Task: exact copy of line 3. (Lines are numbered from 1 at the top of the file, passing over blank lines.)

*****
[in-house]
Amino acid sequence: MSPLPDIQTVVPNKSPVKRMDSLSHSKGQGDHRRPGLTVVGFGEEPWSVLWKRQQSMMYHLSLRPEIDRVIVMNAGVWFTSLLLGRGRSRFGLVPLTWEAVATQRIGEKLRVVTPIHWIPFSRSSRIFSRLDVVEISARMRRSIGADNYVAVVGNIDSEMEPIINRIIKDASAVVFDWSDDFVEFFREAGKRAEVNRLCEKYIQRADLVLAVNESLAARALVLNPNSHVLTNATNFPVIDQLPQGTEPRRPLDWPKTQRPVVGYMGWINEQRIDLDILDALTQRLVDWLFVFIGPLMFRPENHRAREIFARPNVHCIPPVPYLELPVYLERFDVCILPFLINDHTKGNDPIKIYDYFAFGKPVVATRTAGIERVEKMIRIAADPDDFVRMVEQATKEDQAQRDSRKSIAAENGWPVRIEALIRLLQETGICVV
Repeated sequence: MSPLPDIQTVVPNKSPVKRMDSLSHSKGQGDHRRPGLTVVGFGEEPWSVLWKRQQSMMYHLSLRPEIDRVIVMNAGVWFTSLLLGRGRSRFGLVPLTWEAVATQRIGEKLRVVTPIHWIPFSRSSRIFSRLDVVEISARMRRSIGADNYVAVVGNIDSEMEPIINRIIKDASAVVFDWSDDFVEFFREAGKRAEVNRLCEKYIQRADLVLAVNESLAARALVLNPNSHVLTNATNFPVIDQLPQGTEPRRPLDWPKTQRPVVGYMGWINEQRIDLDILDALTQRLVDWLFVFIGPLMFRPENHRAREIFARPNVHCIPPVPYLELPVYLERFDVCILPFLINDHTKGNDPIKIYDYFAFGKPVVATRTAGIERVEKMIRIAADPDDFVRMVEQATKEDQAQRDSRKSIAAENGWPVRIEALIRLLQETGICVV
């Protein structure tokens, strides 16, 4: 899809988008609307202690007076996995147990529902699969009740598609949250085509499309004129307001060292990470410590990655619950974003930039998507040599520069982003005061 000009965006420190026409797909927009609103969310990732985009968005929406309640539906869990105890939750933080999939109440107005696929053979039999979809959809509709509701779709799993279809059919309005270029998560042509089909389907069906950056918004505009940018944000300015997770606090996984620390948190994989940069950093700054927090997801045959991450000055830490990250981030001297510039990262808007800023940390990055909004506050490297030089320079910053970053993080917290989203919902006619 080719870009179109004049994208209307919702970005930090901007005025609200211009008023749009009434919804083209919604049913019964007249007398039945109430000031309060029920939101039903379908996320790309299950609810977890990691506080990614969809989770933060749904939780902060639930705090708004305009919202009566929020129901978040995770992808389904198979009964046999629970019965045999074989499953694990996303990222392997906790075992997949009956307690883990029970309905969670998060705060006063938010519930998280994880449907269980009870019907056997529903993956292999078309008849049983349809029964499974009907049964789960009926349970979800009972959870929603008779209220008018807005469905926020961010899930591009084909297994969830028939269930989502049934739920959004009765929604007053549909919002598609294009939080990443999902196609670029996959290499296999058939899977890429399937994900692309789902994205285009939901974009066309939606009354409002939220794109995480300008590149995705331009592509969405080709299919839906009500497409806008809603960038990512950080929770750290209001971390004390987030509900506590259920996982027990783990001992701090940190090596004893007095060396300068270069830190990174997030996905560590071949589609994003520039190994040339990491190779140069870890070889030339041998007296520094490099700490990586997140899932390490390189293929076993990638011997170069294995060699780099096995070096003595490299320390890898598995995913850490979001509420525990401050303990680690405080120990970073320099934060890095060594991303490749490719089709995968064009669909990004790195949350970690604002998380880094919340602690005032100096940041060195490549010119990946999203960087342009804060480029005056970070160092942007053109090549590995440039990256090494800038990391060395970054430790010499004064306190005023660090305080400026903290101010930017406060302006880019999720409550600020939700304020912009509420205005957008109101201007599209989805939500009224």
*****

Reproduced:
Repeated sequence: MSPLPDIQTVVPNKSPVKRMDSLSHSKGQGDHRRPGLTVVGFGEEPWSVLWKRQQSMMYHLSLRPEIDRVIVMNAGVWFTSLLLGRGRSRFGLVPLTWEAVATQRIGEKLRVVTPIHWIPFSRSSRIFSRLDVVEISARMRRSIGADNYVAVVGNIDSEMEPIINRIIKDASAVVFDWSDDFVEFFREAGKRAEVNRLCEKYIQRADLVLAVNESLAARALVLNPNSHVLTNATNFPVIDQLPQGTEPRRPLDWPKTQRPVVGYMGWINEQRIDLDILDALTQRLVDWLFVFIGPLMFRPENHRAREIFARPNVHCIPPVPYLELPVYLERFDVCILPFLINDHTKGNDPIKIYDYFAFGKPVVATRTAGIERVEKMIRIAADPDDFVRMVEQATKEDQAQRDSRKSIAAENGWPVRIEALIRLLQETGICVV